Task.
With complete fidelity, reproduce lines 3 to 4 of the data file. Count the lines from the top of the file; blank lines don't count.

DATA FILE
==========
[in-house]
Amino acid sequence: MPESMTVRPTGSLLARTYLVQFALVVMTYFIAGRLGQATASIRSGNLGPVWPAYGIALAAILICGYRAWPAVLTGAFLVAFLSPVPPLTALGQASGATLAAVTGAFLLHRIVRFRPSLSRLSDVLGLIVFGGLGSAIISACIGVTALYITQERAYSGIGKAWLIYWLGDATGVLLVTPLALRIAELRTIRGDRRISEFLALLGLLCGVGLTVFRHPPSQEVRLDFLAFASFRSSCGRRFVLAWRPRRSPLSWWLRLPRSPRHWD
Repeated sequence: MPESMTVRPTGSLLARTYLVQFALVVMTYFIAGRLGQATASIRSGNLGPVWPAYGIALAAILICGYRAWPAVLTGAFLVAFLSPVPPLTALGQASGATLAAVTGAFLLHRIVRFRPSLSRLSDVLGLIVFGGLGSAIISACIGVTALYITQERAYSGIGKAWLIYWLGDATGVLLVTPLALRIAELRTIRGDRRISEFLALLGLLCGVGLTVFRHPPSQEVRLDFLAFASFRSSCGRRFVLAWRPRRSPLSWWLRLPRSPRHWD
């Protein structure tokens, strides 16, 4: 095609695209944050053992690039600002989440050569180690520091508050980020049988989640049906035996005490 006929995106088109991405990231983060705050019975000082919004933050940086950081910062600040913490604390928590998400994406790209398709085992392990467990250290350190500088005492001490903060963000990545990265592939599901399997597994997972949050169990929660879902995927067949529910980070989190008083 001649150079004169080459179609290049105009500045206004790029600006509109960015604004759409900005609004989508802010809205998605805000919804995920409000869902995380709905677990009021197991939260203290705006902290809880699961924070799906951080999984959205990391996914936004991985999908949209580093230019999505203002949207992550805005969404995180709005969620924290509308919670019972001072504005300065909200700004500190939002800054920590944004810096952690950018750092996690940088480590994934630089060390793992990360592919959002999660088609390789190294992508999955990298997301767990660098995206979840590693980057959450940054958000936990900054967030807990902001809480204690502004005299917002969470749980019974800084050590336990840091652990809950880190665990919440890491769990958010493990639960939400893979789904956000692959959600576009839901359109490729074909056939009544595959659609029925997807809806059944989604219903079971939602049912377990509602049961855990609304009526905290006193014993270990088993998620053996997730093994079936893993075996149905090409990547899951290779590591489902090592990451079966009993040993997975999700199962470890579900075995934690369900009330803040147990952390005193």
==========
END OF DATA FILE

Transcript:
Repeated sequence: MPESMTVRPTGSLLARTYLVQFALVVMTYFIAGRLGQATASIRSGNLGPVWPAYGIALAAILICGYRAWPAVLTGAFLVAFLSPVPPLTALGQASGATLAAVTGAFLLHRIVRFRPSLSRLSDVLGLIVFGGLGSAIISACIGVTALYITQERAYSGIGKAWLIYWLGDATGVLLVTPLALRIAELRTIRGDRRISEFLALLGLLCGVGLTVFRHPPSQEVRLDFLAFASFRSSCGRRFVLAWRPRRSPLSWWLRLPRSPRHWD
């Protein structure tokens, strides 16, 4: 095609695209944050053992690039600002989440050569180690520091508050980020049988989640049906035996005490 006929995106088109991405990231983060705050019975000082919004933050940086950081910062600040913490604390928590998400994406790209398709085992392990467990250290350190500088005492001490903060963000990545990265592939599901399997597994997972949050169990929660879902995927067949529910980070989190008083 001649150079004169080459179609290049105009500045206004790029600006509109960015604004759409900005609004989508802010809205998605805000919804995920409000869902995380709905677990009021197991939260203290705006902290809880699961924070799906951080999984959205990391996914936004991985999908949209580093230019999505203002949207992550805005969404995180709005969620924290509308919670019972001072504005300065909200700004500190939002800054920590944004810096952690950018750092996690940088480590994934630089060390793992990360592919959002999660088609390789190294992508999955990298997301767990660098995206979840590693980057959450940054958000936990900054967030807990902001809480204690502004005299917002969470749980019974800084050590336990840091652990809950880190665990919440890491769990958010493990639960939400893979789904956000692959959600576009839901359109490729074909056939009544595959659609029925997807809806059944989604219903079971939602049912377990509602049961855990609304009526905290006193014993270990088993998620053996997730093994079936893993075996149905090409990547899951290779590591489902090592990451079966009993040993997975999700199962470890579900075995934690369900009330803040147990952390005193």